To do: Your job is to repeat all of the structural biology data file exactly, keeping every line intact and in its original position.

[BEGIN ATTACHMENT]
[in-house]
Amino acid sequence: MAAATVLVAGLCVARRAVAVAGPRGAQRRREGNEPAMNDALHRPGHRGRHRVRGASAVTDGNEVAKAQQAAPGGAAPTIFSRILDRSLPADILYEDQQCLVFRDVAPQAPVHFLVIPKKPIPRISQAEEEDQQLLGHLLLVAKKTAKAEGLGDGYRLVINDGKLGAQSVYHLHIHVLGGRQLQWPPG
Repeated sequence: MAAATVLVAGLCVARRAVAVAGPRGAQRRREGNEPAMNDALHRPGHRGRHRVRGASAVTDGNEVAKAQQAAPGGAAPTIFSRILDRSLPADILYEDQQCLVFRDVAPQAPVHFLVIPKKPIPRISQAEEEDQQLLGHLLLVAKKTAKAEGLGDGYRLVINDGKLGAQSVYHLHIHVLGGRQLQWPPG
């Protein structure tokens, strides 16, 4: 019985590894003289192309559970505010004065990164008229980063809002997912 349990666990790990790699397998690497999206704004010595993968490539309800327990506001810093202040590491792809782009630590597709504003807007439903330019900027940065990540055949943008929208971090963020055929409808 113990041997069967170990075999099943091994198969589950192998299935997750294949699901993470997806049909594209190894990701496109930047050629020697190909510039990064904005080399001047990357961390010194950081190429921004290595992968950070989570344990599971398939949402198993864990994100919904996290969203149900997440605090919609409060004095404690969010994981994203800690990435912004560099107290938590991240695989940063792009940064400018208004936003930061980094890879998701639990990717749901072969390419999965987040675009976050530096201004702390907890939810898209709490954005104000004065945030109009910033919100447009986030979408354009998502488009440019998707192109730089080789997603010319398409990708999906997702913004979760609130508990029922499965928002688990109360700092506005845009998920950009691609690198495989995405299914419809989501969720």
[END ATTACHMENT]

[in-house]
Amino acid sequence: MAAATVLVAGLCVARRAVAVAGPRGAQRRREGNEPAMNDALHRPGHRGRHRVRGASAVTDGNEVAKAQQAAPGGAAPTIFSRILDRSLPADILYEDQQCLVFRDVAPQAPVHFLVIPKKPIPRISQAEEEDQQLLGHLLLVAKKTAKAEGLGDGYRLVINDGKLGAQSVYHLHIHVLGGRQLQWPPG
Repeated sequence: MAAATVLVAGLCVARRAVAVAGPRGAQRRREGNEPAMNDALHRPGHRGRHRVRGASAVTDGNEVAKAQQAAPGGAAPTIFSRILDRSLPADILYEDQQCLVFRDVAPQAPVHFLVIPKKPIPRISQAEEEDQQLLGHLLLVAKKTAKAEGLGDGYRLVINDGKLGAQSVYHLHIHVLGGRQLQWPPG
């Protein structure tokens, strides 16, 4: 019985590894003289192309559970505010004065990164008229980063809002997912 349990666990790990790699397998690497999206704004010595993968490539309800327990506001810093202040590491792809782009630590597709504003807007439903330019900027940065990540055949943008929208971090963020055929409808 113990041997069967170990075999099943091994198969589950192998299935997750294949699901993470997806049909594209190894990701496109930047050629020697190909510039990064904005080399001047990357961390010194950081190429921004290595992968950070989570344990599971398939949402198993864990994100919904996290969203149900997440605090919609409060004095404690969010994981994203800690990435912004560099107290938590991240695989940063792009940064400018208004936003930061980094890879998701639990990717749901072969390419999965987040675009976050530096201004702390907890939810898209709490954005104000004065945030109009910033919100447009986030979408354009998502488009440019998707192109730089080789997603010319398409990708999906997702913004979760609130508990029922499965928002688990109360700092506005845009998920950009691609690198495989995405299914419809989501969720």